“The premises at which she is treating COVID-19 patients have not been registered for purposes of medical practice and thus posing a health risk to the public.

“She is putting the lives of the public at risk by treating the patients with unregistered medicines, including medicines for animal use,’’ the MDPCZ said.

It added that Stone is conducting clinical trials without the full approval of the Research Council of Zimbabwe, and is also working with unregistered persons to dispense and counsel patients.

“MDPCZ will not allow any registered medical practitioner to offer unsafe treatment to the public of Zimbabwe,’’ said the body, that regulates the practice of medicine and dentistry in the country.

Zimbabwe is in the grip of a resurging COVID-19 pandemic.

The death toll has risen phenomenally since the beginning of this month and now stands at 917 out of the 30,047 COVID-19 infections recorded in the country since last March.

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15-Day COVID-19 Lockdown: Rwanda Distributes Food to Vulnerable Families

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Following its decision to lockdown Kigali, its capital, the Rwanda authorities have begun the distribution of COVID-19 palliatives to vulnerable families in affected by the restriction.

News Central reports that the Rwandan government had, on Monday, imposed a 15-day lockdown on Kigali to curb the spread coronavirus after a surge in cases in the capital.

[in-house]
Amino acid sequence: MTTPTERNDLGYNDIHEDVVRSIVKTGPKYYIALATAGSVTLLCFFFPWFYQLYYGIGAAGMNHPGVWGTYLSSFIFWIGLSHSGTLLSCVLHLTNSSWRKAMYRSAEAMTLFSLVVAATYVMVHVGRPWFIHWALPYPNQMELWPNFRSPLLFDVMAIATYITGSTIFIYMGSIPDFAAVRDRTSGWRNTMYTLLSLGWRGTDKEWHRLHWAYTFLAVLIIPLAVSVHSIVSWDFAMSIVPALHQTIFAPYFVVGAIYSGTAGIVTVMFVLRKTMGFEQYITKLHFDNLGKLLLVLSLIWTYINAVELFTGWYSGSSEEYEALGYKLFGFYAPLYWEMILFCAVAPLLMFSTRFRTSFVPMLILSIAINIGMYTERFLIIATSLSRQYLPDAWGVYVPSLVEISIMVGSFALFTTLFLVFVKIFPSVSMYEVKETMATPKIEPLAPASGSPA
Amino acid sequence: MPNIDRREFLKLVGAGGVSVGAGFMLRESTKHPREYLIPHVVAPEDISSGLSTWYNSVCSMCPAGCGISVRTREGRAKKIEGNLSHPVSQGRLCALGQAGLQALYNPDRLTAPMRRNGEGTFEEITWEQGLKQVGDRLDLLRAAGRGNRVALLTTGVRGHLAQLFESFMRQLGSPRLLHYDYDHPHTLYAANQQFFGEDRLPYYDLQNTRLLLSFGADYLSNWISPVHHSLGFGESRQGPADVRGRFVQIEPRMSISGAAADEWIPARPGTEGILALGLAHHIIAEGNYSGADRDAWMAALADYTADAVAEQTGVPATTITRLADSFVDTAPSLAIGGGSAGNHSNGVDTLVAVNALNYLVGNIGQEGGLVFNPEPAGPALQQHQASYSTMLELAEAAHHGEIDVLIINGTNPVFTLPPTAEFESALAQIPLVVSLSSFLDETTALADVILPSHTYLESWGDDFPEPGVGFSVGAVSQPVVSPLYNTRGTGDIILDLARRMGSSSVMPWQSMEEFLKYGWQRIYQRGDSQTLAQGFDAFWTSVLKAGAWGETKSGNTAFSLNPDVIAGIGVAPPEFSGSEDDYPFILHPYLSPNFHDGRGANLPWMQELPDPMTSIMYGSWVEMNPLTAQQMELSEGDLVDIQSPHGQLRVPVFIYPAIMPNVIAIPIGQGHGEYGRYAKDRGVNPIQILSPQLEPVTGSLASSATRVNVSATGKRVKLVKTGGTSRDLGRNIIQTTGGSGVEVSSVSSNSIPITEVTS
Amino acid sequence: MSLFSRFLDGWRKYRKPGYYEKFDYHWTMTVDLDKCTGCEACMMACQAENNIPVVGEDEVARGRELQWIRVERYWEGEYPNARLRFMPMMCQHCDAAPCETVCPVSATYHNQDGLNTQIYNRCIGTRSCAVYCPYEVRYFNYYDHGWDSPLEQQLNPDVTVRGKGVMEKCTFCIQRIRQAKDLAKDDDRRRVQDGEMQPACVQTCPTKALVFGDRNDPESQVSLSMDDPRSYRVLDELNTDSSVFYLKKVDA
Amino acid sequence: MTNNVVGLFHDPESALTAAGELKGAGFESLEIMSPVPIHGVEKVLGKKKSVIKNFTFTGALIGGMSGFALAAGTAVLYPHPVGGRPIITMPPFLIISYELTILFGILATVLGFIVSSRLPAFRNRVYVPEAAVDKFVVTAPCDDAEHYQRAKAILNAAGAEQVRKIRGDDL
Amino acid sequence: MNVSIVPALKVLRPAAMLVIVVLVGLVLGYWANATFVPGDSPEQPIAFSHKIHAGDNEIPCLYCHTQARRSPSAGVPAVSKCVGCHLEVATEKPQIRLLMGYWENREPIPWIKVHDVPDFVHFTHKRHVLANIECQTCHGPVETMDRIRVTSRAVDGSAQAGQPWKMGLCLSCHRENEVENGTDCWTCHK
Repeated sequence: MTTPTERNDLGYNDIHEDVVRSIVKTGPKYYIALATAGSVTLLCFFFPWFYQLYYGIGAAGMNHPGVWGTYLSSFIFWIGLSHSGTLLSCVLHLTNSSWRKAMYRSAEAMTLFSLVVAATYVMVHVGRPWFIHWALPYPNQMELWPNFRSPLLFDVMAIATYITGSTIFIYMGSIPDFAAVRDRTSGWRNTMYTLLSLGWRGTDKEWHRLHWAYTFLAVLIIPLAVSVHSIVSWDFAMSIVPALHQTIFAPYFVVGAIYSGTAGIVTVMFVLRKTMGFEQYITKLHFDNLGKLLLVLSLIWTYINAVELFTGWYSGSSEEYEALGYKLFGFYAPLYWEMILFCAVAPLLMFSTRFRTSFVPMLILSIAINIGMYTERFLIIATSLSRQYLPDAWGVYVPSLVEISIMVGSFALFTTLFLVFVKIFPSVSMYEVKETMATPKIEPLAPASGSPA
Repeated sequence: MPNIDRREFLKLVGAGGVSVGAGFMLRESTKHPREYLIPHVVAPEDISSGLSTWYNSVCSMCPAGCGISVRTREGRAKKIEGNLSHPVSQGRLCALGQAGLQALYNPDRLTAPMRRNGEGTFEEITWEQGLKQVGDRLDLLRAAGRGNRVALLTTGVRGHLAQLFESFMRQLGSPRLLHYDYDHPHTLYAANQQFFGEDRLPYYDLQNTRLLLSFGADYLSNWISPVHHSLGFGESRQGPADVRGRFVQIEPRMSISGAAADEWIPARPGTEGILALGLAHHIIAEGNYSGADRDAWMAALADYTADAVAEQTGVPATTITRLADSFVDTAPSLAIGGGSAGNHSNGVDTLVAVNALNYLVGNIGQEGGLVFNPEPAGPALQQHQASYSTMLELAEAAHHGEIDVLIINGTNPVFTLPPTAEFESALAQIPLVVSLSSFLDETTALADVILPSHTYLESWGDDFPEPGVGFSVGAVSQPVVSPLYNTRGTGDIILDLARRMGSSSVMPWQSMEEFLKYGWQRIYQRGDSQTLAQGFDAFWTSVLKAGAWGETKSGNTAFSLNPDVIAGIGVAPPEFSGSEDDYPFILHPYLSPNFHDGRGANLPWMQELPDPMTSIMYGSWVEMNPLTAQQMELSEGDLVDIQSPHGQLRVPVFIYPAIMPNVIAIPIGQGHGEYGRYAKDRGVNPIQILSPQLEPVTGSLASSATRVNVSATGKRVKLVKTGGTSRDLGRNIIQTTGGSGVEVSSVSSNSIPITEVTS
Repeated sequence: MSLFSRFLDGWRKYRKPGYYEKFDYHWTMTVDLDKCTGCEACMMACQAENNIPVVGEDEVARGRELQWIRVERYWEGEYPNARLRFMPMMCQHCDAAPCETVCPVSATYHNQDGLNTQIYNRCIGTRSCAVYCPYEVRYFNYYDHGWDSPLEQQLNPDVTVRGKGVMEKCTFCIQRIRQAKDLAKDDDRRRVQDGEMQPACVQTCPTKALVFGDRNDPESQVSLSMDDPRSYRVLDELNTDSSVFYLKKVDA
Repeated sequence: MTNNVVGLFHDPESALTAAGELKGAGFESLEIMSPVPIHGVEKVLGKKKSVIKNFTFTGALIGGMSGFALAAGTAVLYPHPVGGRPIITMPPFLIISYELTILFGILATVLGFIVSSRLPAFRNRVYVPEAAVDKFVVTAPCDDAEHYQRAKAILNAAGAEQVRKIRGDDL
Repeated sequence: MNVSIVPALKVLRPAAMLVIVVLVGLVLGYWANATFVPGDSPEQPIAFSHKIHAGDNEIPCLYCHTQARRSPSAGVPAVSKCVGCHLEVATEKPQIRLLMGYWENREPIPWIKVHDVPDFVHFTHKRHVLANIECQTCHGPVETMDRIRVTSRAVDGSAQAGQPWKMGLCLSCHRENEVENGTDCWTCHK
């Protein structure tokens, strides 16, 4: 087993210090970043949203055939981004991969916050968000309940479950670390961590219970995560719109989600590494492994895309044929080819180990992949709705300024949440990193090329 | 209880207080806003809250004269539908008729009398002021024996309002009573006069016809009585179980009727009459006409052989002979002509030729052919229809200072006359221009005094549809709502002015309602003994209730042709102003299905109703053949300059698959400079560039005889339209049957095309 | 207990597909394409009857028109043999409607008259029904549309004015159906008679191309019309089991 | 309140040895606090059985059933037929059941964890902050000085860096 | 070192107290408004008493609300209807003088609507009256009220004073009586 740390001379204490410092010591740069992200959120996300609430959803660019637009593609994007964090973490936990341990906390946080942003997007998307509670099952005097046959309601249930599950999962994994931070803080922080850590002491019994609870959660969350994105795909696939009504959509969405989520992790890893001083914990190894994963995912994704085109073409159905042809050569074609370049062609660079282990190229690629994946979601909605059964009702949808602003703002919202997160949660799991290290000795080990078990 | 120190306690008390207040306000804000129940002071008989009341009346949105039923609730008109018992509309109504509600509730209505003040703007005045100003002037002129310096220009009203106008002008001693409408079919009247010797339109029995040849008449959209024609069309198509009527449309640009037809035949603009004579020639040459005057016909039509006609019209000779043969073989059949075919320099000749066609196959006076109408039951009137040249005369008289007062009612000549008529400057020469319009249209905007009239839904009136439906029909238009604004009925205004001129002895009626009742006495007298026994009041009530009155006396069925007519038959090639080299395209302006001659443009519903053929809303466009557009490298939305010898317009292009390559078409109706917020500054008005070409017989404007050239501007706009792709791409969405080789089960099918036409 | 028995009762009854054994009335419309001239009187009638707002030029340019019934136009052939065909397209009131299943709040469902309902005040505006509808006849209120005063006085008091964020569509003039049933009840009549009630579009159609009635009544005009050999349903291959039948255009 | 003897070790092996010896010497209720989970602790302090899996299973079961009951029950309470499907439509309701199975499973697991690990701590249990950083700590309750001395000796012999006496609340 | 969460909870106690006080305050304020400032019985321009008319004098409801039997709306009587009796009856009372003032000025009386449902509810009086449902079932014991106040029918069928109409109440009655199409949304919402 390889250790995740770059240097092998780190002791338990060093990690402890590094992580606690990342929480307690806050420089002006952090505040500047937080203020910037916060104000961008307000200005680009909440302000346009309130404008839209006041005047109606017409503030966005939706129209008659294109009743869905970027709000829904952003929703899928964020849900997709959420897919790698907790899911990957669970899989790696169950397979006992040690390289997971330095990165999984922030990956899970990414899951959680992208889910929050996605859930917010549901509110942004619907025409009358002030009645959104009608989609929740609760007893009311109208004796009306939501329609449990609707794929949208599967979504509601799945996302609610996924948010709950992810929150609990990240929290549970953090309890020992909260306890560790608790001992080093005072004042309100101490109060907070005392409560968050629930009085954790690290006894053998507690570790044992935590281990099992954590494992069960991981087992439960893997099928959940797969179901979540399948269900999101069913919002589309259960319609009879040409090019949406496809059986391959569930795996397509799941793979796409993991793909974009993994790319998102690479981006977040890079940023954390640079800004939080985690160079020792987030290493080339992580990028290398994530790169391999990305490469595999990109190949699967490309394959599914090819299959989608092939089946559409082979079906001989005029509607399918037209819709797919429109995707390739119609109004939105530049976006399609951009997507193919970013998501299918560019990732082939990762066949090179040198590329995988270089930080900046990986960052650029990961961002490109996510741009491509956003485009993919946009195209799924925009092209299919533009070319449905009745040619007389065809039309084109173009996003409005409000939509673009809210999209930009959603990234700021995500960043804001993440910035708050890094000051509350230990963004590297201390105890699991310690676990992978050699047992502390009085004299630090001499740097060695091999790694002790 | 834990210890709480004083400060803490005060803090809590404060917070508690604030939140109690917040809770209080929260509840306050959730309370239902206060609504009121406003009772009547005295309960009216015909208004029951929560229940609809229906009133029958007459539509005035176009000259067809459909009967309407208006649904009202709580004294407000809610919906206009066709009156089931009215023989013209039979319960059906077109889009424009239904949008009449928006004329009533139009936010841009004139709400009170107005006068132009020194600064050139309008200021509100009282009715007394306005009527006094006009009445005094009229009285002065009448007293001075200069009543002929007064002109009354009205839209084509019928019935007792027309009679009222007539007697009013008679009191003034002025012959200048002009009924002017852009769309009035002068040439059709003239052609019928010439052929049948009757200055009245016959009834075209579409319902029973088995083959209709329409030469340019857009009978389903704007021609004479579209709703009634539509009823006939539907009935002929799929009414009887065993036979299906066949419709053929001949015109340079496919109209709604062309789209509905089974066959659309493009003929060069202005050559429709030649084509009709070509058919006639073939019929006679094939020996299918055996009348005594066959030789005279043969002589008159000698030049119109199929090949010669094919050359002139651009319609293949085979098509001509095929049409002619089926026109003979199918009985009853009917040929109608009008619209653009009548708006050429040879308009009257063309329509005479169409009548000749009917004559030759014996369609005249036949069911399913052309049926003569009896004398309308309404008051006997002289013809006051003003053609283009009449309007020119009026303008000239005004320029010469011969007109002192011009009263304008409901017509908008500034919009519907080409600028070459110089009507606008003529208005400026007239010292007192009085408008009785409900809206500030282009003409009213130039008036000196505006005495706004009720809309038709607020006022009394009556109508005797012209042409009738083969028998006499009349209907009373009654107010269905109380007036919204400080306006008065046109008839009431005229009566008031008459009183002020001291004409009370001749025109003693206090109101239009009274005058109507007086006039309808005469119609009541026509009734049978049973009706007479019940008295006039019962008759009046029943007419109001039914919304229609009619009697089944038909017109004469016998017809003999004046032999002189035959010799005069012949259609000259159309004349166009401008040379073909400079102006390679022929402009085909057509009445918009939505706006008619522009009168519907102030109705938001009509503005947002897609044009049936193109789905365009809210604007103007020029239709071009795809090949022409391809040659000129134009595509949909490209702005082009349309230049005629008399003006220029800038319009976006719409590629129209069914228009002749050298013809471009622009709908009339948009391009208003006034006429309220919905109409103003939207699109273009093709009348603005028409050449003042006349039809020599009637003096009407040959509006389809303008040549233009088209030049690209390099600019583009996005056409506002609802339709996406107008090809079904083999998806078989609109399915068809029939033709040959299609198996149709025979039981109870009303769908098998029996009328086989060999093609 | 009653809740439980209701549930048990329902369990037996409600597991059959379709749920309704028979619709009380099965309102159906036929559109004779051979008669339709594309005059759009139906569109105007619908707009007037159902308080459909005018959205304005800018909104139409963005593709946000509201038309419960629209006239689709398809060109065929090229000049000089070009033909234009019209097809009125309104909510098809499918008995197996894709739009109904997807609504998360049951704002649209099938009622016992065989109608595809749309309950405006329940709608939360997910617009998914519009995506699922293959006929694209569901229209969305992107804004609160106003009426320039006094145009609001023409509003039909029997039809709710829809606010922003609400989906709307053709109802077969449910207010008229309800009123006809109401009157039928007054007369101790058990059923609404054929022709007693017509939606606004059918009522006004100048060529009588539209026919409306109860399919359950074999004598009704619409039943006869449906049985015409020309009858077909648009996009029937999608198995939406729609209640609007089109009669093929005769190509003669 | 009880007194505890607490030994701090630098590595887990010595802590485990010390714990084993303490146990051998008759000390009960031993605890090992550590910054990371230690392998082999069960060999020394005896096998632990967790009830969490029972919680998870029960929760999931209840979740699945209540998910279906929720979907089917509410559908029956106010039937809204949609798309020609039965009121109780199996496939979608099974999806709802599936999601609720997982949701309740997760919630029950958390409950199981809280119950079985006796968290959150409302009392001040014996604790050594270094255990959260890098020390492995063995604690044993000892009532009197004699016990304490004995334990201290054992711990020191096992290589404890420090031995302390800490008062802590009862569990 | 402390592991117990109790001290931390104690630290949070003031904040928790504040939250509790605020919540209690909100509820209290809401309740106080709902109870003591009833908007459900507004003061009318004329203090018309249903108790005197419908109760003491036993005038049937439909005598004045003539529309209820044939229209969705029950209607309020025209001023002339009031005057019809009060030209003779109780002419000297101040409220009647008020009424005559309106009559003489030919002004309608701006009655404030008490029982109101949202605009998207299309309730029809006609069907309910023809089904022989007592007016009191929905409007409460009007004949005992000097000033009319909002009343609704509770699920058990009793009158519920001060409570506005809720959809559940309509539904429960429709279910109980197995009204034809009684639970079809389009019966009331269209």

All movements outside homes require an approved permit from the police, except for essential service providers.

However, to help some 3,000 families – identified as the most vulnerable – cope with the lockdown the government is distributing food rations to households.

Local and international reports said that as of Thursday evening households have started receiving sacks of rice, maize flour and beans.

Some 3,000 families have been identified as the most vulnerable. The city has a population of about one million people.

There have been concerns that hundreds of thousands of residents who live hand to mouth would face hunger during the lockdown.

The authorities have assured that food will reach the most vulnerable, as well as poor Covid-19 patients being treated at home.

The rations were being delivered by volunteers who had tested negative before the programme started, city officials said.

A free phone line is available for requests from “those who want and merit the food aid to be delivered at their doorsteps”.

On Thursday Rwanda reported nine Covid-19 deaths, the highest daily fatalities so far, and 310 new cases.

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COVID-19: Mali Plans to Start Vaccination in April

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The Malian government plans to buy over 8.4 million doses of coronavirus vaccine, the country’s council of ministers has said.

The council said it expects to roll out a vaccination campaign in April.

The vaccine is expected to cost Mali – which has a population of about 18.5 million and has so far recorded 7,911 Covid-19 cases and over 320 deaths – $58m.

The government remarks that the cost would be covered with financial assistance from the Global Alliance for Vaccines and Immunisation (GAVI) and the World Bank.

GAVI and WHO co-run the COVAX scheme which helps developing countries to secure fair access to COVID-19 vaccines.

It did not specify which vaccines it planned to buy.

Mali like other countries in Sub-Saharan Africa is battling a second wave of coronavirus infections, although its infection rate has decreased from a peak in early January.